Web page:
Evaluating Culture: One HeartbeatNov 26, 2022
Culture is complex. Everything grows from it. So how can schools evaluate the state of their culture effectively?
The deeply rooted complexities of culture provide the canvas for success in schools every day. When educators think of culture, they often think of staff morale and student discipline practices. But culture is the deep beliefs and actions of those across the entire school community. When considering all stakeholders, think of parents, students, staff, school board members and local government officials (including the alderman/mayor, police and fire chiefs). Finally, whatever your role – do not forget yourself. You are just as much a driver of school culture as anyone else.
Prior to administration work, as a teacher, I worked in multiple turnaround schools. One such school had invited me to be a lead in the turnaround process. Hiring, retaining current families enrolled, curriculum and program design – I was excited to be a part of the process! The one question I asked the principal before committing was the following: Will you be trying to retain the current families enrolled or recruiting new families…or both? This was an important question, as the neighborhood was divided and parts were already seeing the reflections of gentrification. I strongly believed that in turnaround – we (the school team) was there to serve the current community – not change who the community was. We had a great conversation and I was all in. By the start of the school year though, our student population told a very different story.
Contextual understanding matters. The lesson to be learned from my story is simple: culture is influential to every part of a school. Furthermore, every person involved with a school can deeply impact culture. Why did the school’s entire population seemingly change within one school year? Unless we had done an in-depth evaluation of culture, it is hard to pinpoint just one reason. Now, it would be easy to try to place blame, point a finger so to speak, but it really would not be an accurate or precise measurement.
Because culture is complex, it can be challenging to evaluate school culture. I would suggest starting with the following components:
- People: Schools cannot progress without the right educators, board members and community buy-in to reach every student.
- Personal Growth: Too often, educators are focused on external results and transformation. In order to impact the external, educators must experience internal transformation.
- Professional Growth: Professional learning for educators (superintendents, principals, teachers, coaches, etc.) must be ongoing with measurable outcomes and structures for accountability.
- Programs: Programs that are innovative, rigorous, differentiated and offer deep learning for all are essential to moving our educational system forward. These programs can only be implemented at the highest levels when educators have realized their potential as a person and grown personally and professionally.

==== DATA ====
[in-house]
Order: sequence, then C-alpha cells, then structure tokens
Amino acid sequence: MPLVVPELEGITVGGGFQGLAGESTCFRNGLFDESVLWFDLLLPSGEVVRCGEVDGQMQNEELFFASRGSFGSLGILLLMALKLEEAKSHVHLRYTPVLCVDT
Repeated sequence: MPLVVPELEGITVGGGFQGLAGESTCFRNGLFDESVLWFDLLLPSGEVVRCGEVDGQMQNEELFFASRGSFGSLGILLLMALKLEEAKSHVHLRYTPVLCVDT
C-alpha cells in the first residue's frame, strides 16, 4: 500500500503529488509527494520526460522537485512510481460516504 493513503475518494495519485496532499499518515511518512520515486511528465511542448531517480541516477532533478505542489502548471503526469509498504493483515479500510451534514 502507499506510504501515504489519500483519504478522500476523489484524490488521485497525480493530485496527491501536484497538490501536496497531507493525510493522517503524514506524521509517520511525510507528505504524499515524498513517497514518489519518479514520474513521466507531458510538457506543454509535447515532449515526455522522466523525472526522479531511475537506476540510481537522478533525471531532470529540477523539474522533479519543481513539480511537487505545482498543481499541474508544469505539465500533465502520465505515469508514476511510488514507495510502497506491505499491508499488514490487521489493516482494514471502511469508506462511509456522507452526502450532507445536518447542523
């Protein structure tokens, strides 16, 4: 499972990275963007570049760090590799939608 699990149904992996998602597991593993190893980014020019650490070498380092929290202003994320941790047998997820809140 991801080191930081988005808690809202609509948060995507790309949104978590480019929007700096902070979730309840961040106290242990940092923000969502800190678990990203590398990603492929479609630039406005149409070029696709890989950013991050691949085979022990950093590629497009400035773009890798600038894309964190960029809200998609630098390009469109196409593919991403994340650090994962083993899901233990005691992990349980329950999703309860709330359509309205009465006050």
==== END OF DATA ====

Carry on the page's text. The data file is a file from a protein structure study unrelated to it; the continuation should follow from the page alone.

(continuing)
Each of these indicators builds on the other; but it begins with the selection, growth and development of people. People drive culture. Creativity and collaboration comes from…people. In order to achieve optimal student results, we must be willing to invest in our educators. My company has a needs assessment tool that measures these very indicators. It is imperative that anyone working in schools evaluates their own beliefs about these four indicators and sees what the entire organization believes as well. For our beliefs become our actions. Our actions become our habits. And our habits become our character (as the old adage goes).
By examining multiple actions within each indicator, there is a starting point which can trigger the following process from information to action to results:
- Diagnosis of current culture.
- What is working and what needs work?
- Prescription for improvement.
- What will be the customized learning and support aligned to desired outcomes?
- Progress monitoring and growth analysis.
- How are we progressing in each area and after implementing specific supports aligned to action, how did we improve?
That is what culture is all about: positive shifts and growth. Amidst change, how does the school continue to grow in practice and belief and ensure that, ultimately, every student is successful? It makes sense: We all have to understand what we are reading on the page before we can “get on the same page.” Healthy school cultures seek to find commonalities and ways to function as one heartbeat for the greater good of the school.
Where do you need to begin today? I would suggest start with assessing your own cultural skill levels.
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